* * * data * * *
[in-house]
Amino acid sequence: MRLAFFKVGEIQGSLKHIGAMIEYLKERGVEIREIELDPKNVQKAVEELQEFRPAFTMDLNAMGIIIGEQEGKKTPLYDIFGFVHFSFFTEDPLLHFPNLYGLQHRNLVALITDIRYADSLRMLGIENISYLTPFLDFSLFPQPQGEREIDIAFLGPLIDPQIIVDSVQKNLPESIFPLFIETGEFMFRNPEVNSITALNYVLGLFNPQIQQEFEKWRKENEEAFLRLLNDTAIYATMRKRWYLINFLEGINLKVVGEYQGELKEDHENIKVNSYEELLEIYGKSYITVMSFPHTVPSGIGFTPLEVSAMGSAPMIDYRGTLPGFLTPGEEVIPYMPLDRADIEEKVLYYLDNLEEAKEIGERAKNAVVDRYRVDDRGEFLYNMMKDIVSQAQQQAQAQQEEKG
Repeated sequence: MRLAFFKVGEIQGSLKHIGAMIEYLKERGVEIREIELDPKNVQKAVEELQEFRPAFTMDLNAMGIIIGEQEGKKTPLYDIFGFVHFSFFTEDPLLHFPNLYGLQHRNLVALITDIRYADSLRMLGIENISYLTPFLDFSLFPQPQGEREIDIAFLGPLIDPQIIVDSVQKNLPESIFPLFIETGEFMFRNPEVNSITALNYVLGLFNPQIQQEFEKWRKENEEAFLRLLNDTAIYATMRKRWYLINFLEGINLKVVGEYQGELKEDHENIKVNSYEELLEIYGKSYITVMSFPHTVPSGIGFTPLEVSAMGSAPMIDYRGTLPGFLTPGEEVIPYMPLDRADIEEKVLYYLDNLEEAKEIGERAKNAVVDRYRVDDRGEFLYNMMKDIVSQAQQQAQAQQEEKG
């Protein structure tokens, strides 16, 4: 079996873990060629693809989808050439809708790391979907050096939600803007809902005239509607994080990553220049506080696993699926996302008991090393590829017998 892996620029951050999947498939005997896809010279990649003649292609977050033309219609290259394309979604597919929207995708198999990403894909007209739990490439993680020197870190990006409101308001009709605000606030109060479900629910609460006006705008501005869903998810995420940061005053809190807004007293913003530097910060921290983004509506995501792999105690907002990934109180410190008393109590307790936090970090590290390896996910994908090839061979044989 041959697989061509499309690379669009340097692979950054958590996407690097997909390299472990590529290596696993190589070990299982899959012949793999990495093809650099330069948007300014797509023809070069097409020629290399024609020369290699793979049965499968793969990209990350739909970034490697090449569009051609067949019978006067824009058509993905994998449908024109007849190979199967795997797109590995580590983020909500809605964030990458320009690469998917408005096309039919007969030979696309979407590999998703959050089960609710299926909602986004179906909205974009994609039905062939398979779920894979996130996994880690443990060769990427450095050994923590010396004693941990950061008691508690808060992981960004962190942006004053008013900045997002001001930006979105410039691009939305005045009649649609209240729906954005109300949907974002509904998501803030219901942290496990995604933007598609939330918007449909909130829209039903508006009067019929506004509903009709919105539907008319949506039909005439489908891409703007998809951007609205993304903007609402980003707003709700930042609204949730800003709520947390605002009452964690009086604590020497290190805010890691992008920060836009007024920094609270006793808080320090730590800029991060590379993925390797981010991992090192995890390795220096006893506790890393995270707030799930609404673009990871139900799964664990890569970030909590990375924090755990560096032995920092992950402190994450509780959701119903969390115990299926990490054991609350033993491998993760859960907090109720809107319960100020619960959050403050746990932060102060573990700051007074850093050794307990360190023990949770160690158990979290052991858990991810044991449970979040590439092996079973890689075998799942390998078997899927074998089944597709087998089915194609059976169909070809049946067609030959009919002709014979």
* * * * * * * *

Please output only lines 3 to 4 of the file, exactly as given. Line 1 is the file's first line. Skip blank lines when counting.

Repeated sequence: MRLAFFKVGEIQGSLKHIGAMIEYLKERGVEIREIELDPKNVQKAVEELQEFRPAFTMDLNAMGIIIGEQEGKKTPLYDIFGFVHFSFFTEDPLLHFPNLYGLQHRNLVALITDIRYADSLRMLGIENISYLTPFLDFSLFPQPQGEREIDIAFLGPLIDPQIIVDSVQKNLPESIFPLFIETGEFMFRNPEVNSITALNYVLGLFNPQIQQEFEKWRKENEEAFLRLLNDTAIYATMRKRWYLINFLEGINLKVVGEYQGELKEDHENIKVNSYEELLEIYGKSYITVMSFPHTVPSGIGFTPLEVSAMGSAPMIDYRGTLPGFLTPGEEVIPYMPLDRADIEEKVLYYLDNLEEAKEIGERAKNAVVDRYRVDDRGEFLYNMMKDIVSQAQQQAQAQQEEKG
């Protein structure tokens, strides 16, 4: 079996873990060629693809989808050439809708790391979907050096939600803007809902005239509607994080990553220049506080696993699926996302008991090393590829017998 892996620029951050999947498939005997896809010279990649003649292609977050033309219609290259394309979604597919929207995708198999990403894909007209739990490439993680020197870190990006409101308001009709605000606030109060479900629910609460006006705008501005869903998810995420940061005053809190807004007293913003530097910060921290983004509506995501792999105690907002990934109180410190008393109590307790936090970090590290390896996910994908090839061979044989 041959697989061509499309690379669009340097692979950054958590996407690097997909390299472990590529290596696993190589070990299982899959012949793999990495093809650099330069948007300014797509023809070069097409020629290399024609020369290699793979049965499968793969990209990350739909970034490697090449569009051609067949019978006067824009058509993905994998449908024109007849190979199967795997797109590995580590983020909500809605964030990458320009690469998917408005096309039919007969030979696309979407590999998703959050089960609710299926909602986004179906909205974009994609039905062939398979779920894979996130996994880690443990060769990427450095050994923590010396004693941990950061008691508690808060992981960004962190942006004053008013900045997002001001930006979105410039691009939305005045009649649609209240729906954005109300949907974002509904998501803030219901942290496990995604933007598609939330918007449909909130829209039903508006009067019929506004509903009709919105539907008319949506039909005439489908891409703007998809951007609205993304903007609402980003707003709700930042609204949730800003709520947390605002009452964690009086604590020497290190805010890691992008920060836009007024920094609270006793808080320090730590800029991060590379993925390797981010991992090192995890390795220096006893506790890393995270707030799930609404673009990871139900799964664990890569970030909590990375924090755990560096032995920092992950402190994450509780959701119903969390115990299926990490054991609350033993491998993760859960907090109720809107319960100020619960959050403050746990932060102060573990700051007074850093050794307990360190023990949770160690158990979290052991858990991810044991449970979040590439092996079973890689075998799942390998078997899927074998089944597709087998089915194609059976169909070809049946067609030959009919002709014979």